A Hawaiian Getaway to Kauai

Kauai rainbow

When Onur and I drove out of Lihue airport in our compact Honda Fit, the first thing we noticed was how green Kauai was—the trees, the grass, the lush ridges, the steep valleys—everything was covered in plants! We breathed in the warm, humid air, like a bathtub.

Kauai turned out to be everything we had imagined a Hawaiian island to be—remote, quiet, verdant, and breezy—like we had been plopped on a tropical island in the middle of the Pacific Ocean.

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It was that and more, a relaxing and memorable vacation that was somewhat planned, but mostly not—giving us the freedom to make up our days as we went along. One day we plopped on reclining beach chairs, watched the ocean for hours, and listened to our audiobooks (Becoming by Michelle Obama for me, The Alchemist by Paulo Coelho for Onur). Another day we saw the island from the air, and the beautiful Kalalau Valley from the Pu'u O Kila Lookout in Waimea Canyon. We rented snorkel gear at a waterfront stand and swam at the beach in front of our hotel. We drove into Old Koloa Town and got poke bowls for dinner one night at Koloa Fish Market. We felt the island’s calm vibe and slowed down to meet it.

Here are our favorite memories from our trip!

1. Jack Harter Helicopter Tour – Taking a “doors off” helicopter tour of Kauai was easily one of the highlights of our trip. Our pilot, Eli, flew us over the Na'Pali coast, Waimea Canyon, Mount Wai’ale’ale, and Manawaiopuna Falls—the waterfall in the opening helicopter scene in Jurassic Park.

2. Morning yoga - Onur’s favorite part of the trip was the relaxing sunrise yoga led by Teri at our hotel, Ko’a Kea. Yoga started at 6:45 a.m., and was outside in the courtyard, just in front of the ocean. Hearing the soothing ocean waves, feeling the warm breeze and pale morning light was a wonderful way to kick-start the day.

3. Beach walks - Yoga mornings with Teri alternated with beach walks with Patti, who taught us what a kukui nut was (and cracked one open for us to sample :), explained why locals draw lines around sea turtles, and gave us tips on local gardens and places to eat. Since Ko’a Kea has beach access, it was easy to take a morning walk, evening walk, or even an evening swim :)

4. Relaxing at Ko’a Kea - Onur and I agree one of our favorite days was when we just relaxed on recliners near the ocean. We read, listened to our books, and treated ourselves to sweet, coconut-pineapple slush. Every morning, from 6:00 a.m. - 9:00 a.m., the hotel put out a coffee stand with the works, and then in the afternoon they put out ice-cold passion fruit water. It was so refreshing and cooling in the low 80-degree temperatures.

5. Snorkeling with tropical fish - Patti showed us a reef on Poipu Beach that was good for snorkeling and we snorkeled twice in the span of 24 hours—Wednesday, November 21 and Thursday, November 22 (Thanksgiving morning)—since our flight wasn’t until the afternoon. I had brought along a trusty underwater camera that my parents had given us years ago, and absolutely loved swimming with those fish and trying to take pictures! I wondered if we should have taken a snorkeling tour, but I’m actually really happy we kept it low key—renting gear from Hoku Water Sports and snorkeling in front of our hotel :)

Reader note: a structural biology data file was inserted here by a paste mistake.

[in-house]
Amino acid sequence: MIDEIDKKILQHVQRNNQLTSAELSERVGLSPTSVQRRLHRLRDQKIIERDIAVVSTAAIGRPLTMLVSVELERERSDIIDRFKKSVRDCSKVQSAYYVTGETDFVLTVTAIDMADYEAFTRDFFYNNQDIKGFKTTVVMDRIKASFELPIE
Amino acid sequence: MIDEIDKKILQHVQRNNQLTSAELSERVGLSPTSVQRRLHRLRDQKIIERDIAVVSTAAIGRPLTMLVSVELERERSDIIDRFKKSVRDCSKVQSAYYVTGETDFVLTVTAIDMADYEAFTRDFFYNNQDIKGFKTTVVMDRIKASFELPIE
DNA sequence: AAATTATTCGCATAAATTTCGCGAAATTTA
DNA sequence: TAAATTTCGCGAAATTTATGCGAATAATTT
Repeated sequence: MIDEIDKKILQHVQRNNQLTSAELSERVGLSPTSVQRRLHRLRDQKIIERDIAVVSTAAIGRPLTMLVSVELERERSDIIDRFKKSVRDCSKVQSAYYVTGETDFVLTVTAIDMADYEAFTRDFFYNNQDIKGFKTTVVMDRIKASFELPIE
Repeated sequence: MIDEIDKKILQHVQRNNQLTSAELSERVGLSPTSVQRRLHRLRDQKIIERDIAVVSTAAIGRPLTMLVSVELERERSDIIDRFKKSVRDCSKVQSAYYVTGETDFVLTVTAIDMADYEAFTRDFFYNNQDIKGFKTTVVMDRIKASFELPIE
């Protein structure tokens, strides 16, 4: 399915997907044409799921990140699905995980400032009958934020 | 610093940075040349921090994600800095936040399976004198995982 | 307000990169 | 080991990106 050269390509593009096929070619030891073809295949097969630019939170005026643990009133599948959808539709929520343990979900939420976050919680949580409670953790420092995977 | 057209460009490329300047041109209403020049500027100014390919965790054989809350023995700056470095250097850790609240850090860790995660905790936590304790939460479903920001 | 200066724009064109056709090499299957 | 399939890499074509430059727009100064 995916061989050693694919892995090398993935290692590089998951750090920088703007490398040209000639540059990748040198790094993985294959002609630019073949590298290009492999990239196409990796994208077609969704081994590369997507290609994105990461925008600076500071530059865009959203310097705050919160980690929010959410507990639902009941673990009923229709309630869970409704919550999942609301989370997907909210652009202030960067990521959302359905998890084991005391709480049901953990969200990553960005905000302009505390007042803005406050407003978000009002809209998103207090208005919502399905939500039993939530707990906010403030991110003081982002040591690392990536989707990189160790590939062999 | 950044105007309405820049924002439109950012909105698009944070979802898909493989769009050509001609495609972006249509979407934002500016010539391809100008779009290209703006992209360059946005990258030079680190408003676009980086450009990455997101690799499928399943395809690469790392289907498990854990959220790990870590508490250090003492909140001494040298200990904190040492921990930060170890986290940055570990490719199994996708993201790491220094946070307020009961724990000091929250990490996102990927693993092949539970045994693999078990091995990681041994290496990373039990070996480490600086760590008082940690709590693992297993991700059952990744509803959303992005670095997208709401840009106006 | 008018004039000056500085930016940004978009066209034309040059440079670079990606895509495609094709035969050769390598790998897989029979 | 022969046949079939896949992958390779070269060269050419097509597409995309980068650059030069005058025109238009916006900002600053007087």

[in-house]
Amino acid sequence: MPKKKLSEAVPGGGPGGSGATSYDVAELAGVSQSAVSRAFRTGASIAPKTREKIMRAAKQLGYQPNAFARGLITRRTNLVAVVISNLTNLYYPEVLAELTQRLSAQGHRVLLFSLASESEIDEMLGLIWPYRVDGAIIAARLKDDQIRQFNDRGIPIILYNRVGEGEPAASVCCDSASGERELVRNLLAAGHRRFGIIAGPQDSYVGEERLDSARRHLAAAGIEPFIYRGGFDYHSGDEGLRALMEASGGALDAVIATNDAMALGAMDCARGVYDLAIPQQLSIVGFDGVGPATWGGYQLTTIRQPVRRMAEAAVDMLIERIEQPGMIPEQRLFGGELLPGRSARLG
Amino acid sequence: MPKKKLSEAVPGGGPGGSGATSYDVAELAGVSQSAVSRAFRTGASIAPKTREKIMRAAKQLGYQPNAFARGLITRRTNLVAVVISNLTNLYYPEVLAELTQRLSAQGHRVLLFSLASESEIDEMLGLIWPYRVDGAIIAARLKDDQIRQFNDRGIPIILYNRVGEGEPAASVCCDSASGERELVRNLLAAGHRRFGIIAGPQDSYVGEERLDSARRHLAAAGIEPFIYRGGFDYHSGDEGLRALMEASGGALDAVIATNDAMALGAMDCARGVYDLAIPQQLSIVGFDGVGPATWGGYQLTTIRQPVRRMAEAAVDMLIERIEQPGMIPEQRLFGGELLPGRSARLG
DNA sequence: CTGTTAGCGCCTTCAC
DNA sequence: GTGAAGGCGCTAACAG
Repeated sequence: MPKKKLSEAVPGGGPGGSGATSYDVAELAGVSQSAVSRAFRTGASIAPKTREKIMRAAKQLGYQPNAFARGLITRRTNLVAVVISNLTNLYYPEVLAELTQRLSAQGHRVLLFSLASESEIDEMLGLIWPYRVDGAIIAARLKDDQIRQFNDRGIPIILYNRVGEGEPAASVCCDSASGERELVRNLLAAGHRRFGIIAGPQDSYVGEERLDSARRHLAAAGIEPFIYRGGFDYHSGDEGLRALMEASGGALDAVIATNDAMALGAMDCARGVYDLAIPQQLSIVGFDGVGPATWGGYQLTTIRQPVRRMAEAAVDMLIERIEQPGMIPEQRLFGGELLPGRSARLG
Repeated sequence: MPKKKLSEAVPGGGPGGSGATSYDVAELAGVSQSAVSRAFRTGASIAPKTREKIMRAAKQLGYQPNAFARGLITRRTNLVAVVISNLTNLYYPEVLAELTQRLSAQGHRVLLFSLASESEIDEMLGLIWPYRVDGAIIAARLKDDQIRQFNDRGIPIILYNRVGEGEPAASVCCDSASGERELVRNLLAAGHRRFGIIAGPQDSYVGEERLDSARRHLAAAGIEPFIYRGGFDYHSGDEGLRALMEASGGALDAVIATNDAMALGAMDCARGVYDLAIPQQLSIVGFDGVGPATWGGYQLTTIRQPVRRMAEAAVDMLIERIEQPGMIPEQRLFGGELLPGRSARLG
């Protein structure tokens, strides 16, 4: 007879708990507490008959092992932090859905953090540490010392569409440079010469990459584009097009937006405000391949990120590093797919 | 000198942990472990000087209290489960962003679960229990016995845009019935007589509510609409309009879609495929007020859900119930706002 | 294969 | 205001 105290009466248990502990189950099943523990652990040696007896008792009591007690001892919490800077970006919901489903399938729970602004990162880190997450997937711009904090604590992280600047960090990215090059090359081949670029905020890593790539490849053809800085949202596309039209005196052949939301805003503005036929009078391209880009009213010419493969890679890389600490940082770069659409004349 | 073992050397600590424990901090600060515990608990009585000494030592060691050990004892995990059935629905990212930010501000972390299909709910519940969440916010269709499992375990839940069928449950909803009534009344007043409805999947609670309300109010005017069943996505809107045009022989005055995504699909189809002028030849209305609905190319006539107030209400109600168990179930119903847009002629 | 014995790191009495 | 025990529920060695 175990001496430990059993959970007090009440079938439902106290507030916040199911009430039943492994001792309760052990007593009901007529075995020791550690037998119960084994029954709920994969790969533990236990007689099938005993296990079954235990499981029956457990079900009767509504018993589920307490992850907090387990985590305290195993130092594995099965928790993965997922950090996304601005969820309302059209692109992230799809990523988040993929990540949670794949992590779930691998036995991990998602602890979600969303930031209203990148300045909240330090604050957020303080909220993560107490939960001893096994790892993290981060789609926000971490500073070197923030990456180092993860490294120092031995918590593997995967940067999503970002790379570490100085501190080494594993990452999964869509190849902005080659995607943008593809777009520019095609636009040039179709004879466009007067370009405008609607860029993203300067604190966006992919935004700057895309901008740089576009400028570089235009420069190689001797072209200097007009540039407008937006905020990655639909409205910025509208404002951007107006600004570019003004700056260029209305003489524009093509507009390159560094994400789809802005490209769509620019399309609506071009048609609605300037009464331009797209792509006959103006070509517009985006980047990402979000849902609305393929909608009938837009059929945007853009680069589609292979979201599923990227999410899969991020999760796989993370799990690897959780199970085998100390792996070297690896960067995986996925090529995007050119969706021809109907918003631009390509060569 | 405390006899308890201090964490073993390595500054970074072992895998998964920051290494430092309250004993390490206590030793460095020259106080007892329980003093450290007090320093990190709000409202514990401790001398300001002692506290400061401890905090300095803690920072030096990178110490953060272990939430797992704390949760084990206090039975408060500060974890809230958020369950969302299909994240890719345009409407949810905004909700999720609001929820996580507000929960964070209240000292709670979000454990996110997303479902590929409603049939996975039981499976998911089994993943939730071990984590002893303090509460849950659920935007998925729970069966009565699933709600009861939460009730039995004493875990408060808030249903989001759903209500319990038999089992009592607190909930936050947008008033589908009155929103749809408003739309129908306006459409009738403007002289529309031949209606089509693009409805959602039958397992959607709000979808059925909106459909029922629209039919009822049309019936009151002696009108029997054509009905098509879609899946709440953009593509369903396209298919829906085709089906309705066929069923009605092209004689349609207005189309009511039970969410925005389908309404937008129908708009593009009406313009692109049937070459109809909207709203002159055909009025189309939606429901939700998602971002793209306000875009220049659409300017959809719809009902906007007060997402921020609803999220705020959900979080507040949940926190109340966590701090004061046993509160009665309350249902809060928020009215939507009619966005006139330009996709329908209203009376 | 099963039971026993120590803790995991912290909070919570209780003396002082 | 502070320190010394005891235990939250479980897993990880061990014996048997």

6. Fresh coconut water and coconut meat - My friend Andrew had recommended Island Taco in Waimea, and while we were sitting outside eating shrimp tacos with papaya, Onur noticed a coconut stand across the street. We went over and they chopped off the head of the coconut, tucked two straws in, and we drank it like nectar. For an extra $1, the lady in the stand scooped out the coconut meat for us to eat.

7. Waimea Canyon - It’s kind of impossible to read about Kauai without seeing the words Waimea Canyon. I was really excited to see the cavernous red rocks and scooped-out valleys for the first time. Onur and I stopped at three lookouts along Waimea Canyon Drive, going all the way to the end at Pu’u O Kila Lookout to see the phenomenal view of Kalalau Valley. After that we hiked the muddy Pihea Trail and saw more views of the valley.

8. Kiahuna Plantation - Patti told me about Kiahuna Plantation when I asked her if she knew of any nearby gardens. It was a short walk from Ko’a Kea, and after stopping in at Kiahuna Plantation’s guest services and getting a map, I shortly found this pretty oasis. It was exactly what I needed while Onur rested back in our room—a quiet patch of beauty with so many varieties of orchids.

9. Tree Tunnel - This overarching grove of eucalyptus trees was fun to pass when we drove in and out of Kauai’s south shore. It’s a short, 1-mile long stretch of Eucalyptus Robusta, located on Maliuhi Road, just south of Highway 50.

tree tunnel

10. Midnight - The resident cat of the south shore, Midnight, was a social creature, coming up to people and meowing for food. We never had any on us, but Midnight didn’t seem to mind cuddles instead. We spotted her early in our trip, and it was always fun keeping an eye out for her, wondering if a sudden flicker or movement was in fact just a prowling lady.

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All in all, we couldn’t have asked for a better first trip to Kauai. We did not succumb to the gentle pull of seeing everything all at once, although it was certainly tempting. Seeing how relaxed Onur was on our lanai looking out into the ocean helped me relax, too. I remembered a travel tip I had read sometime back: Assume you will return. So, that's what I did. Did we see everything? No. Did we feel satiated with rest, a pleasant stay, and island memories? You bet.

 Waimea Canyon Lookout with Waipo’o Falls in the distance

Waimea Canyon Lookout with Waipo’o Falls in the distance